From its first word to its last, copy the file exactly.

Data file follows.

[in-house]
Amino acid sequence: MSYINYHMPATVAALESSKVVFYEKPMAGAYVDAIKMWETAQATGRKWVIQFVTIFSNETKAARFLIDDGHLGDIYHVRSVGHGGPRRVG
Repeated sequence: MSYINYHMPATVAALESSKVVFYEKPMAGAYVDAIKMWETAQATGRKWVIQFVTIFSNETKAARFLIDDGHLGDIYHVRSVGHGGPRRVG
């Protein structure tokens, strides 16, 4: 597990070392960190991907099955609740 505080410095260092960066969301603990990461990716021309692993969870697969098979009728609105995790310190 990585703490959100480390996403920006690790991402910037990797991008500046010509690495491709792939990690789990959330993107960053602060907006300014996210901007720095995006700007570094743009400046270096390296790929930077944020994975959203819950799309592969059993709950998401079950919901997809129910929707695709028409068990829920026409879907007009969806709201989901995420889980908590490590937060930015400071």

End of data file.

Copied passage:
[in-house]
Amino acid sequence: MSYINYHMPATVAALESSKVVFYEKPMAGAYVDAIKMWETAQATGRKWVIQFVTIFSNETKAARFLIDDGHLGDIYHVRSVGHGGPRRVG
Repeated sequence: MSYINYHMPATVAALESSKVVFYEKPMAGAYVDAIKMWETAQATGRKWVIQFVTIFSNETKAARFLIDDGHLGDIYHVRSVGHGGPRRVG
């Protein structure tokens, strides 16, 4: 597990070392960190991907099955609740 505080410095260092960066969301603990990461990716021309692993969870697969098979009728609105995790310190 990585703490959100480390996403920006690790991402910037990797991008500046010509690495491709792939990690789990959330993107960053602060907006300014996210901007720095995006700007570094743009400046270096390296790929930077944020994975959203819950799309592969059993709950998401079950919901997809129910929707695709028409068990829920026409879907007009969806709201989901995420889980908590490590937060930015400071």